Quagga Mussels Discovered at Green Mountain Reservoir, Colorado
Written by: By James Bishop, ECAO
Illustration of quagga mussel damage to infrastructure at Lake Mead.
Bureau of Reclamation scientists discovered quagga mussel veligers (larvae) in Green Mountain Reservoir on August 18th and a laboratory contracted by Colorado Parks and Wildlife confirmed the discovery on August 29th. While quagga and zebra mussels have plagued waters across the United States for some time, the Aquatic Nuisance Species (ANS) inspection program run by Colorado Parks and Wildlife (CPW) has been successful in preventing any mature infestations in the state. Quagga veligers have been identified in multiple Colorado waters before, such as in Lake Pueblo in 2007, which has since been cleared with no signs of ANS. However, to date no adult populations have been able to take hold in Colorado, a well-earned point of pride for CPW.
This success begs the question: what happened at Green Mountain? To be fair, protecting Colorado’s waters was always a thorny challenge. With the state’s immense popularity among tourists, boaters included, it is a virtual certainty that out-of-state boaters have and will unwittingly ferry ANS across state lines. CPW was proactive in developing and implementing a robust inspection program and committed $4.5 million annually to its efforts. Unfortunately, the tax revenue which supported the program was lost when an oil company won its lawsuit against the state in 2016 and was no longer required to pay certain severance taxes derived from oil and gas extraction. This unexpected loss of revenue left the ANS inspection program in the lurch, and numerous associated agencies – to include CPW – were left scrambling to fill in the funding gaps as best they could. While state legislation to generate the revenue the program requires has been proposed, its fate remains uncertain.
The precise vector for the Green Mountain Reservoir is unknown, but CPW implemented their containment protocols immediately, inspecting and placing a seal on all exiting boats that will prevent them from entering another body of water unless the boat has been decontaminated by a certified professional.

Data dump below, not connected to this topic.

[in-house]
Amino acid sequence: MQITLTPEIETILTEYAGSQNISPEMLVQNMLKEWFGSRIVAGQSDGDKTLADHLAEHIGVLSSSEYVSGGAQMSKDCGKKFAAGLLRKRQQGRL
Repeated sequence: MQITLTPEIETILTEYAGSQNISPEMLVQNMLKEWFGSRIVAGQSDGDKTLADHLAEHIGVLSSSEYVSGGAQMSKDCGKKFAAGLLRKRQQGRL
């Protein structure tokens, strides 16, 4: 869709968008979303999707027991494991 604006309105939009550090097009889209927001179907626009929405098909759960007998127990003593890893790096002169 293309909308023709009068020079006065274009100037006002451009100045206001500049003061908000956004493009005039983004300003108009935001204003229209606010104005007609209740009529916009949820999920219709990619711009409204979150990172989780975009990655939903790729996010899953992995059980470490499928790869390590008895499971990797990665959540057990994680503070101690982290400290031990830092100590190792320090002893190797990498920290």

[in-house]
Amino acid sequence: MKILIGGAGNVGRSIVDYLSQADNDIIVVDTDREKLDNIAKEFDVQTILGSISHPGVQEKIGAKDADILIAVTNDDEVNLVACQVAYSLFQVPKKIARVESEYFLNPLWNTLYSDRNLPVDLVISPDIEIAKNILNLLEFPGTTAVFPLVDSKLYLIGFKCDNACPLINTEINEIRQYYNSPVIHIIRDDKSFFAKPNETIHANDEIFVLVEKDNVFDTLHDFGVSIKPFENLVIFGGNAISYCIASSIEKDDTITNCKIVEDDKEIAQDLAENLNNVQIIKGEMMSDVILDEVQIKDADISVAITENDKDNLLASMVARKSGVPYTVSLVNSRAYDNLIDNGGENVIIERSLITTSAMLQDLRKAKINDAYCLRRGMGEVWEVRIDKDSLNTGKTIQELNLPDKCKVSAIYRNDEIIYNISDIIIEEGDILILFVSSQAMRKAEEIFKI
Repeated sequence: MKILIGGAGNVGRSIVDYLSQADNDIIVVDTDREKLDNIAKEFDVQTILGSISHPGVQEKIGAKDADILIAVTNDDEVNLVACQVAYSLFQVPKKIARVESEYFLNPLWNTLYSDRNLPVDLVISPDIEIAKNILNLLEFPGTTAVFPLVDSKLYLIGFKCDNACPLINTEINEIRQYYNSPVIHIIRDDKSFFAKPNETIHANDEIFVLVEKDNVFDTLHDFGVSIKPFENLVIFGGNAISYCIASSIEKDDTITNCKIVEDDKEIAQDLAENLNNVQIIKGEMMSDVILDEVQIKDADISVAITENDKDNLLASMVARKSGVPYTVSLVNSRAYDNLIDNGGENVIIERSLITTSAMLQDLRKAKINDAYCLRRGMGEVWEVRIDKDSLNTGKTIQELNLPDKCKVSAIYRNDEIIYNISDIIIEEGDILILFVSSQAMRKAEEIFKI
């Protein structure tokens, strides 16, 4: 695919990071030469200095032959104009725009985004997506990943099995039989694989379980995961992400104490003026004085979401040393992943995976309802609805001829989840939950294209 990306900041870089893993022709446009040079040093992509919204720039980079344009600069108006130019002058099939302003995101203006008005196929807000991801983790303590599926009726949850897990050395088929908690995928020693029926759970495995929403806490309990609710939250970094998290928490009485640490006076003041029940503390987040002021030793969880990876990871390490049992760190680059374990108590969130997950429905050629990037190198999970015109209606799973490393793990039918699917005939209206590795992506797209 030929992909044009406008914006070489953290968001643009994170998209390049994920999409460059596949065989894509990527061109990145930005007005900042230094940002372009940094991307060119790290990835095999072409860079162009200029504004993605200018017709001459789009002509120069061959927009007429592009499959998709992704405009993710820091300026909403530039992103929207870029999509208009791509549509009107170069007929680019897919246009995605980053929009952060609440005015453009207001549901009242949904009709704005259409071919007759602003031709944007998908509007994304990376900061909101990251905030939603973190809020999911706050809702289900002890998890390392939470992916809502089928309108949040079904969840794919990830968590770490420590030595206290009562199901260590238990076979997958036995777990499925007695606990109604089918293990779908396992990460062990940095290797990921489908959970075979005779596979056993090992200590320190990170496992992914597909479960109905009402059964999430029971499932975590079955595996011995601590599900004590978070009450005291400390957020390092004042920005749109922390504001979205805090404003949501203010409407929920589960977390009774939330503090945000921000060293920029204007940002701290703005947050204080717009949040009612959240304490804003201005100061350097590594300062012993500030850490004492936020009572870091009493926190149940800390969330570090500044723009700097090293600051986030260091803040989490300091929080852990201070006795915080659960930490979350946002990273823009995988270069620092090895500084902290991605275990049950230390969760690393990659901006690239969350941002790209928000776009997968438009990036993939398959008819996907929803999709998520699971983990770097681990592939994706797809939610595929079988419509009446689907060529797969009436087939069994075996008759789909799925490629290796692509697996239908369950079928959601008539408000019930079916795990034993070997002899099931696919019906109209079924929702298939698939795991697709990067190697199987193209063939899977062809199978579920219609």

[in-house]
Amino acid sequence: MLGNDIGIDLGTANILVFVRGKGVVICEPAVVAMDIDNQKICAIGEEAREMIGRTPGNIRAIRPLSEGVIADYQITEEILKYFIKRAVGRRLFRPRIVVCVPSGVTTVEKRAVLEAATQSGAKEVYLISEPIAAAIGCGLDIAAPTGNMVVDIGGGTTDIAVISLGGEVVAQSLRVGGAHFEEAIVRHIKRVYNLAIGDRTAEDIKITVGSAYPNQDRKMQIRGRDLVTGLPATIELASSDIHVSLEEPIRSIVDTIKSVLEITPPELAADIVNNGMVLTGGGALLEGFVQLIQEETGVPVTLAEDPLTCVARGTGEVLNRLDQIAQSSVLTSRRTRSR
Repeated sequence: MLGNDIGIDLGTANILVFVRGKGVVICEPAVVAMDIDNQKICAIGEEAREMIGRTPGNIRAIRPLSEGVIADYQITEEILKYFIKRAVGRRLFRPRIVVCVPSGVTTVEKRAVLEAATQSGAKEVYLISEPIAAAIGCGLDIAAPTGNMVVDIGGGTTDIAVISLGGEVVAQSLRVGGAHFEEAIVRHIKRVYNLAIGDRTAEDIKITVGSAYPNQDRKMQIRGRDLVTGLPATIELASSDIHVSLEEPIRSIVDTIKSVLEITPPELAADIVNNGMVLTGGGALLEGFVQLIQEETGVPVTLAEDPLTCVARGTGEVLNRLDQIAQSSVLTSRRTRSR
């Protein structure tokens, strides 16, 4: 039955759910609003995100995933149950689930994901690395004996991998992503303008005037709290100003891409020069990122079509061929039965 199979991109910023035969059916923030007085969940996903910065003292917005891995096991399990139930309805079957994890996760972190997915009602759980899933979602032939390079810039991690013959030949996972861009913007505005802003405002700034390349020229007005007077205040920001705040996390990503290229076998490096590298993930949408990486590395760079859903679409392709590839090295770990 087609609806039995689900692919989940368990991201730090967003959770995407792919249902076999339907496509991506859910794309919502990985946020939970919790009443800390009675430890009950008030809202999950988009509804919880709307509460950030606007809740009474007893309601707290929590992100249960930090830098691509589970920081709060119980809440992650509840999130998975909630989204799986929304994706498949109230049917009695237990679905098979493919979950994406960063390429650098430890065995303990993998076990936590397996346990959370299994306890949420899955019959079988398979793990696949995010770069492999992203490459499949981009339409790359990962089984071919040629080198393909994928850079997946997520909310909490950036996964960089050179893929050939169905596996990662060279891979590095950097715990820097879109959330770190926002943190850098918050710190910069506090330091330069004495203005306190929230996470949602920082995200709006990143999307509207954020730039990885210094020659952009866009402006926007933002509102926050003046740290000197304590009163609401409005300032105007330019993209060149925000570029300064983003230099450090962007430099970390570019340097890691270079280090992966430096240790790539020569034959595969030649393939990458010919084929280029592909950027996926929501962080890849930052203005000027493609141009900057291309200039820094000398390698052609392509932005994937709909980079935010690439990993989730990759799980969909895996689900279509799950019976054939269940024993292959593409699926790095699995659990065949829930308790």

These common-sense measures on the part of CPW have been complimented by Reclamation’s efforts to obstruct locations where unauthorized boat launches are known to occur. However, given the reservoir’s lengthy perimeter and close proximity to private lands, preventing unauthorized boat launches is a challenge. To date, the Green Mountain Power Plant crew has installed boulders at all the locations along Federal lands vulnerable to furtive boaters. Additionally, the Green Mountain crew worked with Forest Service and CPW to post signs in shallow waters of the reservoir immediately adjacent to private lands where unauthorized boat launches are suspected.
The Eastern Colorado Area Office (ECAO) has requested funds for a decontamination station at Green Mountain Reservoir in its fiscal year 2018 budget proposal. In terms of monitoring, CPW has instituted a testing schedule in line with its ANS protocols. The protocols will last until the reservoir shows no signs of adult or larval quagga mussels or the worst-case scenario materializes... an adult infestation.
The threat to facilities across Reclamation remains ever-present. Monitoring, effective recreation partnerships, and a state agency with the authority to detain and fine boaters remain the best weapons at Reclamation’s disposal as ECAO staff endeavor to maintain the prodigious contributions of the Colorado-Big Thompson and Fryingpan Arkansas projects to the citizens of Colorado.
Placing boulders at Green Mountain Reservoir to prevent unauthorized boat launches.
Area showing potential access point for unauthorized boat launches at Green Mountain Reservoir.
Workers move boulders into place at Green Mountain Reservoir to prevent unauthorized boat launches.
Published on January 12, 2018